I'm currently experimenting with pre-mixed spices from Bart who have different recipes from different parts of India, i.e. Bengali, Punjabi, etc.

Creating magic together
Used a book called indian in 7 spices ( bit untrue as everyone involed garlic and ginger paste) worked well fed 8 blokes for supper all in for £34, cannot understand other shifts that end up spunking £80+ 0n takeaway
 
Really, a spicy marinade etc could include WI jerk seasoning, and it really suits me when I fancy something with heat, because it's very easy to cook for one, the best curries really need at least 4- 8 pax, purely because of the quantities of various spices, veg, meat involved.


That's my favourite, although if you have kids or people who don't like chili, try to get a Bajan version.......

The Dunns River paste looks very thin, but DON'T be fooled, a very thin smear is more than enough.

I usually use it with pork chops, or belly strips, but have recently smeared it on cod, dipped in flour, then shallow fried in butter....... lovely.
 

Some time ago, I bought a kilo bucket of this for about a quid in B&M.......

Started off as a curry for two, but it was so bloody hot, it ended up as a curry for eight, before it was watered down enough, with extra bland ingredients.

Gorgeous stuff, but really wierd........... crazy hot, made your nose and eyes stream, but you could taste all the ingredients, through the chili, which doesn't happen with say. a Vindaloo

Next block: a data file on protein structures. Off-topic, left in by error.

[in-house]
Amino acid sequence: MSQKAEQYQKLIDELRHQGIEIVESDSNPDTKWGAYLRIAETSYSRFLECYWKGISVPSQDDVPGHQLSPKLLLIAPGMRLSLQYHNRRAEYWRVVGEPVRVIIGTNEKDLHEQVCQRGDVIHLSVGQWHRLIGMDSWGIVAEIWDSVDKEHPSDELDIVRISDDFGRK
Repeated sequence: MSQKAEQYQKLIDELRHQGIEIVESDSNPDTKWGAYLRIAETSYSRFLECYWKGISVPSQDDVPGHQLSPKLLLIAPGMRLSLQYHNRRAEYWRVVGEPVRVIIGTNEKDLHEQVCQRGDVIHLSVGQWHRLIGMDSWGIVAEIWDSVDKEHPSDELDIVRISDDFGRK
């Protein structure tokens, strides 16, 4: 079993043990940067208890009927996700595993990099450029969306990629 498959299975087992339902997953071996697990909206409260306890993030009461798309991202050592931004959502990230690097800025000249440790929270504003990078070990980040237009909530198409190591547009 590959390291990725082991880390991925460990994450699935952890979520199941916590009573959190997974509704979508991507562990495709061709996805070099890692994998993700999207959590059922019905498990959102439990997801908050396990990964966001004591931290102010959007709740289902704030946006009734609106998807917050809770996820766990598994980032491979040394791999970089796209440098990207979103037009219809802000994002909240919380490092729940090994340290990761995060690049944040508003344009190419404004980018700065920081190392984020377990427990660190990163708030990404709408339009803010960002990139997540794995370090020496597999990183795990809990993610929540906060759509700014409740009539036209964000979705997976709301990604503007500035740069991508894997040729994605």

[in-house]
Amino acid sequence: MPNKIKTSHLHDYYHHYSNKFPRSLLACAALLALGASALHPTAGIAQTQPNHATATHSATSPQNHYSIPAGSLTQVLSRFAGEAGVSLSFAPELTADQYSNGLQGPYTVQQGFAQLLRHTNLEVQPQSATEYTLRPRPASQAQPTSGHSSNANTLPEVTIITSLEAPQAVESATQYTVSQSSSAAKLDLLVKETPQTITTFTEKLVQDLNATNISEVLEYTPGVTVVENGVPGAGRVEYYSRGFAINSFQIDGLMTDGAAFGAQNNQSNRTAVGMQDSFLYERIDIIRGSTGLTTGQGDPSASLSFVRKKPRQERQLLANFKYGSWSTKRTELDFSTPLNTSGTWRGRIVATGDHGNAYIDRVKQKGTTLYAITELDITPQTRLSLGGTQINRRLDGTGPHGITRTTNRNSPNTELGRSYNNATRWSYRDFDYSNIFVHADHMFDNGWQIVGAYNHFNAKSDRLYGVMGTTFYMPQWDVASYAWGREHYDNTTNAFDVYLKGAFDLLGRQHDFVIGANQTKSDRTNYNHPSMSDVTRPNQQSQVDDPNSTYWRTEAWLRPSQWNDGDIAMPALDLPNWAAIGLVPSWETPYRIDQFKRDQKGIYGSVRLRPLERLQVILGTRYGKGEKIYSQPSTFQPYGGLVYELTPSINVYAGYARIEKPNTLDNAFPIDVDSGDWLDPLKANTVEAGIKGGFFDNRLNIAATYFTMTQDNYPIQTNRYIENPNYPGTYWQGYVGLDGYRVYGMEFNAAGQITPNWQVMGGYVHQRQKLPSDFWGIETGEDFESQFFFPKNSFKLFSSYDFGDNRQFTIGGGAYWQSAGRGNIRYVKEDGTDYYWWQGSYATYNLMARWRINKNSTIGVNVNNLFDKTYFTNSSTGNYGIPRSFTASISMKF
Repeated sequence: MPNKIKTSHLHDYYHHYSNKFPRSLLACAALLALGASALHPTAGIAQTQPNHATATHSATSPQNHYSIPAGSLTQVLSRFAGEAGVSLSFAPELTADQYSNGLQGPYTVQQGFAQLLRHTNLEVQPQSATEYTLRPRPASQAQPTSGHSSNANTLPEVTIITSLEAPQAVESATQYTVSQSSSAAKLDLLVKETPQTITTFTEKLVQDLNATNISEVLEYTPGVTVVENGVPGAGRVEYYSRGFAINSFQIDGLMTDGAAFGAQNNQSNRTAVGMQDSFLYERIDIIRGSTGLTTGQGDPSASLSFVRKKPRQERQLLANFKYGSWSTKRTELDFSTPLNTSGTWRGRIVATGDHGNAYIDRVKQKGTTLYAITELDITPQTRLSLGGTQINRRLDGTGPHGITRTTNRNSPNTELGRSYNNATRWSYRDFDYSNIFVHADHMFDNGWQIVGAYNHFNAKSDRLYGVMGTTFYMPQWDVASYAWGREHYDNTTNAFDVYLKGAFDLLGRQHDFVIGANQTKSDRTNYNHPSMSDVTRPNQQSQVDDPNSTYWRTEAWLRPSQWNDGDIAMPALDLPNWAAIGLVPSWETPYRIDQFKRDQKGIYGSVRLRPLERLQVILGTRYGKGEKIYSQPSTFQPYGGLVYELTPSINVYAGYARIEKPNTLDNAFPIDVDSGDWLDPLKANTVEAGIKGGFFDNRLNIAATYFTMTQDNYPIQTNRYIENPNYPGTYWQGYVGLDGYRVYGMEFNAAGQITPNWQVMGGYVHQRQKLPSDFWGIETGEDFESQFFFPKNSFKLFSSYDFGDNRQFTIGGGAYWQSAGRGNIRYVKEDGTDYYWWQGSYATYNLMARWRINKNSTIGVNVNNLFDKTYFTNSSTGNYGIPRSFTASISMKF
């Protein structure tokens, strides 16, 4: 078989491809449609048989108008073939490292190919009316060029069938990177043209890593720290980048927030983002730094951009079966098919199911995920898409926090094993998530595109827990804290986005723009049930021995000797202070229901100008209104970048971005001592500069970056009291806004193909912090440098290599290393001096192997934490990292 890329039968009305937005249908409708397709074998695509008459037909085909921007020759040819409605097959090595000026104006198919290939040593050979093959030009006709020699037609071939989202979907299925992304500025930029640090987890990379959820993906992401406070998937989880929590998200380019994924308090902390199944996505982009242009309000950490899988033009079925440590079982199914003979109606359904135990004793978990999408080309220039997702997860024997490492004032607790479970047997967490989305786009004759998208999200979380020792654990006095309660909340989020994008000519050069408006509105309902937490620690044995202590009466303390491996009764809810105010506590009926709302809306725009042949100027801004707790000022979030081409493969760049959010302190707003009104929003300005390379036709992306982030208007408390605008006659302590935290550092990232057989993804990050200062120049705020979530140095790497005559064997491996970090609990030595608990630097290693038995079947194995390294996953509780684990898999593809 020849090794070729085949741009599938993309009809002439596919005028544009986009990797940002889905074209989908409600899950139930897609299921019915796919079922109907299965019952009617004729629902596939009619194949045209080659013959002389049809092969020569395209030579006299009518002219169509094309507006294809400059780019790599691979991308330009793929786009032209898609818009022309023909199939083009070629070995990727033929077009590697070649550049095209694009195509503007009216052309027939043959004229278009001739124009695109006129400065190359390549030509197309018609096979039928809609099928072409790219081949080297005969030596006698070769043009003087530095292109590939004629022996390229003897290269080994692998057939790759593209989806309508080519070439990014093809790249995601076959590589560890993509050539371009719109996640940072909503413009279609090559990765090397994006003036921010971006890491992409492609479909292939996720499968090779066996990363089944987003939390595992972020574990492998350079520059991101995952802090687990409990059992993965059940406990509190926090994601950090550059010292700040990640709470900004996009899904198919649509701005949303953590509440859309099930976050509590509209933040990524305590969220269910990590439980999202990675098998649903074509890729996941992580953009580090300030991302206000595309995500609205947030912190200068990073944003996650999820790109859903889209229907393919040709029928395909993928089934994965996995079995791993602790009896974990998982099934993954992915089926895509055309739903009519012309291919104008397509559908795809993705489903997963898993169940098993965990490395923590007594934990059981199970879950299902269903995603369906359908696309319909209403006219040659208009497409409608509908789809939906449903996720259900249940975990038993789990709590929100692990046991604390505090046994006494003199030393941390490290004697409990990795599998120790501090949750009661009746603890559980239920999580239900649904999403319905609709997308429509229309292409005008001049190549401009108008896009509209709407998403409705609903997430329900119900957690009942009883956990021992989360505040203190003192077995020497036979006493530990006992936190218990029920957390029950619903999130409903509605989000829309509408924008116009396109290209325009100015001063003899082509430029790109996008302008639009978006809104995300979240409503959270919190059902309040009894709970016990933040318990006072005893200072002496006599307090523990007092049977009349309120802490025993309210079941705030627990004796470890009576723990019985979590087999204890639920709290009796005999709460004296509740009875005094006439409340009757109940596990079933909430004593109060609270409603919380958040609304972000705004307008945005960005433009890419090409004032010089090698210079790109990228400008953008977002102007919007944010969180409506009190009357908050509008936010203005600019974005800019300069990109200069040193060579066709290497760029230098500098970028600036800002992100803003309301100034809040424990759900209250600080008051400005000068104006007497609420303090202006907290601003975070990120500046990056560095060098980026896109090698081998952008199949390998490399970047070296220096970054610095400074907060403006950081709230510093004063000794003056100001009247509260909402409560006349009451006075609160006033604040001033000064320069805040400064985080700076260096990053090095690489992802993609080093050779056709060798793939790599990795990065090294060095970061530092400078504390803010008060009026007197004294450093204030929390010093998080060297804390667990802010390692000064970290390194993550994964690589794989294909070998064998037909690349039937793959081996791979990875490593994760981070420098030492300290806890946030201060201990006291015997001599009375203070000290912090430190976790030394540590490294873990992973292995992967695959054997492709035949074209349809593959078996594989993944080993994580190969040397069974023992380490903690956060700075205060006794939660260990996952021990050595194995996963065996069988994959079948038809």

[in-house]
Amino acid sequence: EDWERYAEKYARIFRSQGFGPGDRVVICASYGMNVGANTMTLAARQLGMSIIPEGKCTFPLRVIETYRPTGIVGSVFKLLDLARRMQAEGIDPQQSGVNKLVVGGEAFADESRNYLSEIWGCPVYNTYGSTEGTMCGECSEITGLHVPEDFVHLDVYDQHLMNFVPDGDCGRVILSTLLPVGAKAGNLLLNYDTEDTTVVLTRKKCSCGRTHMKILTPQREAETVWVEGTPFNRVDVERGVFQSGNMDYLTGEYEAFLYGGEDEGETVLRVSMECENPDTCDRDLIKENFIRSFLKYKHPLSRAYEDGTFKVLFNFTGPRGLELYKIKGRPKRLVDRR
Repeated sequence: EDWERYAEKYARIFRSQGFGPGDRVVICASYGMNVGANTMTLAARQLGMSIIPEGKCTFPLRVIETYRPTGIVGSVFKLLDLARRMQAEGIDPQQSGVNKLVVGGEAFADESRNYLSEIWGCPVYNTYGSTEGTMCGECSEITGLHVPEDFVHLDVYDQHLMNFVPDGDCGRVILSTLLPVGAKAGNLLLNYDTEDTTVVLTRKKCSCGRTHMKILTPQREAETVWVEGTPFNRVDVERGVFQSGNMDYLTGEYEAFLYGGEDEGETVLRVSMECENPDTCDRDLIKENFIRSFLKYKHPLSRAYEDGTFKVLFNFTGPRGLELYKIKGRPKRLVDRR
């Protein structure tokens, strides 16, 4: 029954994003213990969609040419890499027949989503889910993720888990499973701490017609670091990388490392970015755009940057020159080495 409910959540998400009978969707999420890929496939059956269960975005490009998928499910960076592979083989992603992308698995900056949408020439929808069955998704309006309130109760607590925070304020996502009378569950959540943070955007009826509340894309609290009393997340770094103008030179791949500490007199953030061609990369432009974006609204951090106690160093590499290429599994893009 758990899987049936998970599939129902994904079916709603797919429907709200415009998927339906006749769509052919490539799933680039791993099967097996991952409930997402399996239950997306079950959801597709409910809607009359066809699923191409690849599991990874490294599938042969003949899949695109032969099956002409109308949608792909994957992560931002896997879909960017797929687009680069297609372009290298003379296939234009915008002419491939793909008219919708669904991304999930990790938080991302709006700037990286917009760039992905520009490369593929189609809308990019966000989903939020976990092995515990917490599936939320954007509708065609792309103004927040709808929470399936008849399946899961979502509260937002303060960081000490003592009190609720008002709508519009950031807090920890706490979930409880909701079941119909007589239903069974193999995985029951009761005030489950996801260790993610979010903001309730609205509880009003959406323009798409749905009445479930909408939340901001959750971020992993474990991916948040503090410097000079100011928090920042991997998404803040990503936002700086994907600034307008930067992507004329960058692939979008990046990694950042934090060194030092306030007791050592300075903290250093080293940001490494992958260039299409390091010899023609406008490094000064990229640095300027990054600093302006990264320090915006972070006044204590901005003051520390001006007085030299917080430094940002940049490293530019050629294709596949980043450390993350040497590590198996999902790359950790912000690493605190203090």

endure

GCM

Some time ago, I bought a kilo bucket of this for about a quid in B&M.......

Started off as a curry for two, but it was so bloody hot, it ended up as a curry for eight, before it was watered down enough, with extra bland ingredients.

Gorgeous stuff, but really wierd........... crazy hot, made your nose and eyes stream, but you could taste all the ingredients, through the chili, which doesn't happen with say. a Vindaloo
Most Thai curries are like that. The heat doesn't overpower the taste. I've got a Thai mate who eats mouse shit chillies the way we eat peanuts.
 
Sorry, but I stopped reading after vegan. Sadly my eyes caught the "doesn't use garlic or onion" and I sh*t myself in pure rage. Now burning my house down for full effect

In ancient Indian Ayurvedic medicine (which is still being taught in Indian universities), they do not recommend eating garlic and onions because they have a negative effect on the person. There is apparently a study in the West showing garlic disrupts the synchrony of the brain. Don't know much about this study but here's a link:

https://www.elephantjournal.com/2010/09/the-science-why-garlic-is-a-brain-toxin/

I personally follow Ayurvedic principles when cooking as much as I can, i.e. I eat spices and foods that are suitable to my Dosha (metabolic type). All spices have medicinal qualities according to Ayurveda and I find I have more energy when I eat the right foods for me.
 

Hohenidoom

Old-Salt
A bit off topic, but speaking of really hot stuff there's a great biltong shop in Grantham. Tried some ghost chilli stuff and was fantastic - fellow behind the counter (I think perhaps as a punishment for my non-yokel accent) ended up persuading me some made with Carolina Reapers was also fairly nice.

One chilly evening in Swaffham later I had a taste, and I'm fairly sure I left most of my tongue over the dashboard of my Land Rover. I assume the rest of the packet burned through my webbing and on toward the centre of the earth.